The list of famous travel writers is short — and often seems dominated by wanderlusting Brits. There’s Sir Wilfred Thesiger, desert rat, and Lawrence Durrell, haunter of Mediterranean places. There are Freya Stark and Gertrude Bell, fearless collectors of oases and ancient civilizations. There is the long-distance walker and memoirist Patrick Leigh Fermor — and, closer to our time, Bruce Chatwin (Patagonia, the Outback) and Colin Thubron (Tibet, Siberia, the Silk Road).
Joining that heady company is Paul Theroux, American but resident in England long enough to qualify as British-ish. The best-known travel writer at work today, Theroux burst on the scene with the 1975 publication of The Great Railway Bazaar, which chronicled his four-month train crossing of Asia. His next book of travel, The Old Patagonian Express (1979), was also by rail, this one the length of South America. Various modes of transport took him up and down Britain’s byways in The Kingdom by the Sea (1983). He paddled around the South Seas in The Happy Isles of Oceania (1992) and returned to Europe in The Pillars of Hercules (1995). Paul Theroux has also popped up in China, Africa, and even the United States, all the while writing a novel or two for every book of nonfiction he produces.
Read those travel books and a revealing portrait of Theroux emerges: He is without trepidation, yet he lacks the derring-do of a Chatwin or a Jon Krakauer. He likes his creature comforts but is not fussy about them — a good thing, considering the rough-and-tumble places into which he often ventures. He (famously) does not suffer fools gladly. And on just about every trip he packs a satchel-bursting pile of books.
Indeed, part of the pleasure of reading Theroux is catching up on whom he is reading in turn: Is it the acerbic Argentine Jorge Luis Borges, master of labyrinthine travels? The mysterious Orientalist Charles Montagu Doughty, chronicler of the Bedouin camps of Arabia? Or his lifelong frenemy, V. S. Naipaul, a familiar of Africa, India, the Caribbean, and so many other Therouvian destinations? The reading list stretches over the horizon.
When he hasn’t been gazing out a train window, in other words, Paul Theroux has been looking into whole libraries. Thus his latest book, The Tao of Travel: Enlightenments from Lives on the Road, a neat hybrid of commonplace book, memoir and anthology of his own work and that of other travelers. In it Theroux stakes a claim for the fact that travel, done right, is jolly hard work. (Not for nothing is “travel” a cognate of “travail” — nor is it coincidence that both words derive from an ancient instrument of torture, the tripalium.)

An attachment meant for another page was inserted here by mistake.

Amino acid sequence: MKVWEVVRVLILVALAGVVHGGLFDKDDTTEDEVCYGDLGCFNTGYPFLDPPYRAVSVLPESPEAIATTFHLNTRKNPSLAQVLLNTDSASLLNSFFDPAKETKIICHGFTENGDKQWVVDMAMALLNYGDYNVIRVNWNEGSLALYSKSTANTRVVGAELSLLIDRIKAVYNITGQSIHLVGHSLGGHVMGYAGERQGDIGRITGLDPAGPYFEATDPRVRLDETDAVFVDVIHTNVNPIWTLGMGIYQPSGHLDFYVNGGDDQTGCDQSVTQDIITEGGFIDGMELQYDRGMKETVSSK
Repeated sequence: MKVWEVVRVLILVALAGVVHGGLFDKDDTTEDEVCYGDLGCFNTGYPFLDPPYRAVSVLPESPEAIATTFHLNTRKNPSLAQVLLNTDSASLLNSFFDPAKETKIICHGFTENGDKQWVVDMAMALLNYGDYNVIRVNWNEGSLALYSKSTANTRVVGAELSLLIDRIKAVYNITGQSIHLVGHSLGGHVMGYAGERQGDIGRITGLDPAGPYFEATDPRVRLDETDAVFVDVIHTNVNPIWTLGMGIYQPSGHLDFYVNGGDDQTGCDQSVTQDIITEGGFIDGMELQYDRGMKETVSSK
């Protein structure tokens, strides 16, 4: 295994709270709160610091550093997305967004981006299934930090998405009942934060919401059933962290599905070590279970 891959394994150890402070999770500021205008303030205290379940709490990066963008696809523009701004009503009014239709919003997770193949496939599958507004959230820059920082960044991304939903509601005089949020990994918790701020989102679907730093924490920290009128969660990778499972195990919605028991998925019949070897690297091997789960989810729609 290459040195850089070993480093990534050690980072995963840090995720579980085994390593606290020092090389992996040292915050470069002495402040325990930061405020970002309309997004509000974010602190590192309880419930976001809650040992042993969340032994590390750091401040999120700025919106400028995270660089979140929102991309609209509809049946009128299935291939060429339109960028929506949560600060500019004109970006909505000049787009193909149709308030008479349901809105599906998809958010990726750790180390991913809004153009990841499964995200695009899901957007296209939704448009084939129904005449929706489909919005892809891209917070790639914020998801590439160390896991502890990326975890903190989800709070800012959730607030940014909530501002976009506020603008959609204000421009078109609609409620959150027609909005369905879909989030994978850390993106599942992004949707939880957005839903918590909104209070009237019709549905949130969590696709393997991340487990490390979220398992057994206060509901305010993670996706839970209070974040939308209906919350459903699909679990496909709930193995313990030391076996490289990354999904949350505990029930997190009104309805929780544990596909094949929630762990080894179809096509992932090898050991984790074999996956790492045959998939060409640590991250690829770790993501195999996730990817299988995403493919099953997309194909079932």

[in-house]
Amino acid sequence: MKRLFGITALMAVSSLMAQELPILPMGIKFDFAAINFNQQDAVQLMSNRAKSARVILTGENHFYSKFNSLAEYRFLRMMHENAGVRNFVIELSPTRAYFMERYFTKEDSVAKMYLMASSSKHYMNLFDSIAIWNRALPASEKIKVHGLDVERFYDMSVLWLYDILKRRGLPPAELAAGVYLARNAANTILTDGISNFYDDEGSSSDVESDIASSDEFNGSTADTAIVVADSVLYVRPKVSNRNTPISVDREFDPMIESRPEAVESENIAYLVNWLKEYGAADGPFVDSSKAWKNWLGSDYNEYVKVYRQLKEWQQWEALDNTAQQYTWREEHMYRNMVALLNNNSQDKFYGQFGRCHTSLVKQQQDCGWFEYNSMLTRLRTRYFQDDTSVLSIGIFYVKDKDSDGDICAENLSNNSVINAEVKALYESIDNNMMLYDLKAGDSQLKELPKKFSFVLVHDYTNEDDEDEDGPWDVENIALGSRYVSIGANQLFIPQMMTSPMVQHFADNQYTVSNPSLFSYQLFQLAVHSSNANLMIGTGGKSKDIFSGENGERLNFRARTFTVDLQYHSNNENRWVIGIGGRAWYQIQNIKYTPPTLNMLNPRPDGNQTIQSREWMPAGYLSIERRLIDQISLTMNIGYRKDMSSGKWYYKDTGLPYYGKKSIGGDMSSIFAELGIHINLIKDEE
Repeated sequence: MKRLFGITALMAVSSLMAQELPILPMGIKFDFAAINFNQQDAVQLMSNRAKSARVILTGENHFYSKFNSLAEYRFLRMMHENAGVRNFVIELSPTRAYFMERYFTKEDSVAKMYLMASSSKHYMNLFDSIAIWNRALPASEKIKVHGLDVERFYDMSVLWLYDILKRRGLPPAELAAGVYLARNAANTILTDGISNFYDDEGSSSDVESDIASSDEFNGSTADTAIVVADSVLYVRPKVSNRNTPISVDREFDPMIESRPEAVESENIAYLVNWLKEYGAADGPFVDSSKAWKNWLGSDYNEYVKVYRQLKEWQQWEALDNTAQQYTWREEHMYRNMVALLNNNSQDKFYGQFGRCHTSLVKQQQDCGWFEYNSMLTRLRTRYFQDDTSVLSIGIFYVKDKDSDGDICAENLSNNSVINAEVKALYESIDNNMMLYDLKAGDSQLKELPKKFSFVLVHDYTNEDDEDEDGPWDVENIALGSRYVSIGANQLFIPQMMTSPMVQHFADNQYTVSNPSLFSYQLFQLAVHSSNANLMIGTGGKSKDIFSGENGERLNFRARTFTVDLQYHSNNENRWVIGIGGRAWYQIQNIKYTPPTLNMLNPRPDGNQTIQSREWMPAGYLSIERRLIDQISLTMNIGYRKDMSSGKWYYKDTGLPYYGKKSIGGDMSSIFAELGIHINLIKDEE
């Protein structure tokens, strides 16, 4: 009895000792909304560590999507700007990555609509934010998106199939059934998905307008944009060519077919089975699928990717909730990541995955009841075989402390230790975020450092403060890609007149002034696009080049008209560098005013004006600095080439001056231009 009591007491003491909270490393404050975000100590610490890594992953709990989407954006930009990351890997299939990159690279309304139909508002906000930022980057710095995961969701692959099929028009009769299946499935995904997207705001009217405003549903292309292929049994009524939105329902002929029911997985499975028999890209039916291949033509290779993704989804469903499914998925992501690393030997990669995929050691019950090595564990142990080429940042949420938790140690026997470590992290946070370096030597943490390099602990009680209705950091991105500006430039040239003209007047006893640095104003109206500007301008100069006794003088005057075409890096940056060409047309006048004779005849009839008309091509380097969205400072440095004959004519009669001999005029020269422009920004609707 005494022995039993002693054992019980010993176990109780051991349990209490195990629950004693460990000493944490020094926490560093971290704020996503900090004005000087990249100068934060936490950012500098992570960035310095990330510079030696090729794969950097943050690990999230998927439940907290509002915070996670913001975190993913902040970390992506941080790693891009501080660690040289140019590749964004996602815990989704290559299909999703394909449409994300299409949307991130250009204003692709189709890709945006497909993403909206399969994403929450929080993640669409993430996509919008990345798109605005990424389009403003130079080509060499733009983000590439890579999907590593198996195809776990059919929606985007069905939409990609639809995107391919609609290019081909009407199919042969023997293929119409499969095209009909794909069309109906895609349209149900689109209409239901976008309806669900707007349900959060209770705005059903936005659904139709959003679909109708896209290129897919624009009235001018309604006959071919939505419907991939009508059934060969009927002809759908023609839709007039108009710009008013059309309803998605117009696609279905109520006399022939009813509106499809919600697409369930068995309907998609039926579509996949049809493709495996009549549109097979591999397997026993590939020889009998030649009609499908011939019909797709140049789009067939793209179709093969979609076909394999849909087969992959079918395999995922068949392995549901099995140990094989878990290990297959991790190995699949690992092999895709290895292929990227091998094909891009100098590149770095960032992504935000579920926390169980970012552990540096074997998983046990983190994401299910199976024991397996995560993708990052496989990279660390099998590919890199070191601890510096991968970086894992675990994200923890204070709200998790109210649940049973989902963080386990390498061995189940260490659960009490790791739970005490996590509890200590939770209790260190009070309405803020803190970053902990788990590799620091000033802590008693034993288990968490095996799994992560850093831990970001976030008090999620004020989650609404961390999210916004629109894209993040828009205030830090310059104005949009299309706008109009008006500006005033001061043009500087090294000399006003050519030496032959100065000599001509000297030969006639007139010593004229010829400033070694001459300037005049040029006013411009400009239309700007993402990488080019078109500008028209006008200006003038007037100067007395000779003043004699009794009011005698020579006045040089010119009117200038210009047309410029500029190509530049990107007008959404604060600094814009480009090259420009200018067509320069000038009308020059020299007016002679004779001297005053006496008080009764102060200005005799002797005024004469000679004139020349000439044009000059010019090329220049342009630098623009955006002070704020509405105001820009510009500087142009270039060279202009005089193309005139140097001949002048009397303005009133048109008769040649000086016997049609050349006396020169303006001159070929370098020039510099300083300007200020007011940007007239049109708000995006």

And what does one do in the face of that hard work, and even danger? Well, Theroux suggests, one must be of stout heart — or better yet, cheerfully prepared: “Optimists don’t believe in disasters until they happen, and therefore are not fearful, which is the opposite of being brave.”
It helps to know something about where you’re going, too; Theroux approvingly quotes Samuel Johnson, who wrote, “In traveling, a man must carry knowledge with him, if he would bring home knowledge.” (If that commodity is not part of your baggage, the author-editor might add, at least pack a map—and, of course, a stack of books for companionship and diversion.)
Adventures, Theroux counsels, need not involve the possibility of doing oneself harm. They needn’t entail scaling Everest — nor even require much time away from home. After all, he points out, D. H. Lawrence “spent ten days with his wife in Sardinia and wrote a lengthy book about it,” while Rudyard Kipling tarried only “a few hours” in Rangoon — and never visited Mandalay at all, despite the fame his ballad of that name brought him.
If travel needn’t be lengthy, neither must it be the lonely, soul-sapping experience so many writers have declared it. Theroux delights in outing authors who claim to have journeyed solo but in fact took friends and family along. Among them are Edward Abbey (who perhaps should have retitled Desert Solitaire) and John Steinbeck (whose Travels with Charley had plenty of poodle but failed to mention the near-constant presence on that trip of the Nobelist’s wife, Elaine).
But so it is: Travelers, as Walt Whitman would have it, are vast and contain multitudes — multitudes of stories, that is, many of them not quite true. (The reader may even be forgiven for suspecting a few of Theroux’s own yarns — but then, travel tales and fish stories are kindred genres.) To embroidery add diversity, for one voyager’s staff is another’s chaff: Ernest Hemingway returned with glowing tales of Biarritz — a place that, Theroux enlightens us, is “a crowded French city of cement bungalows, labyrinthine roads, mediocre restaurants, and a stony beach of cold and dangerous surf.”
If you’ve been scouring the globe for a lively, idiosyncratic meditation on journeys, pay The Tao of Travel a visit. It may inspire you to wanderings of your own — with The Tao and a passel of other tomes in tow, of course.
Gregory McNamee, the author of Aelian’s On the Nature of Animals, is a frequent traveler and sometime travel writer. Click here to read his recent profile of great U.S. hiking trails and walking paths.